Some senior adults living in and around Boston face a major life dilemma nowadays, especially when they retire and are on a fixed income: they have to choose between paying for heat, for food or for rent.
That’s what 2Life Communities is working to change. The nonprofit is on a mission to help senior adults live in affordable housing in the Greater Boston area, with over 1,300 units and hundreds more in planning and construction stages, as demographic shifts leave more older Americans burdened by housing costs.
Amy Schectman, president and CEO of 2Life Communities, said 2Life does more than just provide housing for middle- and low-income senior adults.
“We’re dedicated to the proposition that every older adult should have the opportunity to live a full life of connection and purpose in a dynamic, supportive environment,” she said.
The organization’s mission brings together a community of people from all backgrounds and cultures.
84-year-old Jules Gordon is a tenant at 2Life’s Brighton campus. He moved into an apartment in the Weinberg Building in 2019, and he said he loves it. As a retired engineer, Gordon likes to watch all the construction that’s happening outside the 2Life buildings.
“It’s nice,” he said. “And as silly as it sounds and as simple as it sounds, when I come back to my room and everything, it's just very nice. It’s like home.”
A major demographic shift is underway in the United States as the baby-boomer generation ages. By 2030, one in five Americans will be 65 years old or over, according to the U.S. Census Bureau.
But Schectman said only a third of older adults who qualify for subsidized housing actually receive it nationwide. The remainder, as found by Harvard Joint Center for Housing Studies, are “housing cost burdened,” Schectman said, “meaning they’re spending an inadequate [amount on] money on food and medicine.”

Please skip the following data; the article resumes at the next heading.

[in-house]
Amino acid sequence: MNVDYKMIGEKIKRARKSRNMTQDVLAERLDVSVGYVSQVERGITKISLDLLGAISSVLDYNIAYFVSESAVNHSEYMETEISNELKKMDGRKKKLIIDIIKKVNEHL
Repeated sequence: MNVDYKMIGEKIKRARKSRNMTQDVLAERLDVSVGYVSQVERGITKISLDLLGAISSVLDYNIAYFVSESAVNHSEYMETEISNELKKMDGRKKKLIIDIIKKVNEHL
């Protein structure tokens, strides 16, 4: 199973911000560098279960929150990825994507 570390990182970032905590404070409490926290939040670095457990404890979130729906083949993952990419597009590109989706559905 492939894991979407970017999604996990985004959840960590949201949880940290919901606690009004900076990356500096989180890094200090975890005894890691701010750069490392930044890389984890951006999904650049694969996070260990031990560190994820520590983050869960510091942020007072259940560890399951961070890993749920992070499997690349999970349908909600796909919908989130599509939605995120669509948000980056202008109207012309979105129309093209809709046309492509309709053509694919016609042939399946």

Currently, 2Life Communities has 1,340 affordable apartments on six different campuses in the Greater Boston area, including Newton and Framingham, and they’re looking to build another campus in Lynn.
“We have 210 more apartments under construction right now, as we’re speaking,” Schectman said, “And another 400 in the immediate pipeline. So, we’re expanding at a rapid pace because the need is almost infinite.”
Tenants at 2Life are selected through a lottery system, and the waitlist is long.
“Keep in mind, most people are in their late 70s, early 80s on that waiting list. You can do the math yourself. More people will die waiting to get in, and that is a social justice horror show,” Schectman said.
Tenant Darryl Smith won an apartment in the lottery three years ago, and he is thrilled.
“Oh man, I’m jumping for joy,” he said.
Smith, who is in his 70s, said coming from a shelter to live at 2Life has made a big difference. He has fewer worries, he said.
2Life was formed in 1965, and back then it was called Jewish Community Housing for the Elderly. Schectman said the new name is meant to convey a sense of joyous aging, and it comes from a traditional Jewish or Hebrew toast: “L’Chaim,” which means “to life.”
One of the things tenants said they like about the living situation is the diversity. Resident speak a plethora of languages, and there are lots of people from the Boston area, of course, but many are immigrants, representing countries such as China, Ukraine and Belarus.
When it comes to fundraising to keep the organization financially healthy, Schectman said the holidays are an important time.
“The end of the year is a big time of giving,” she said. “And let me be clear, we can’t do what we do without philanthropy. We are 100% dependent because we believe you can’t chintz out on services and programs.”
The median annual household income among residents is $12,078, according to Schectman. But even with federal subsidies and tax credits, she said partnerships with businesses like Dellbrook Construction are needed.
Dellbrook’s CEO Michael Fish said he understands the need for organizations like 2Life Communities.
“The fact that they’re expanding and growing tremendously is not surprising whatsoever, and it’s incredibly necessary given the state we are in and the need for affordable housing for seniors,” Fish said.
And tenants like Darryl Smith feel a lot of gratitude for having a newfound home.
“I’ve got friends now that you can go right to,” he said, noting the sense of community. “If you have any kind of problem, they’ll walk with you, and everybody’s smiling.”
This is the third of four stories this holiday season in the GBH News’ series "The Holidays, A Time for Charity,” profiling local nonprofits making a difference in the lives of families across the state.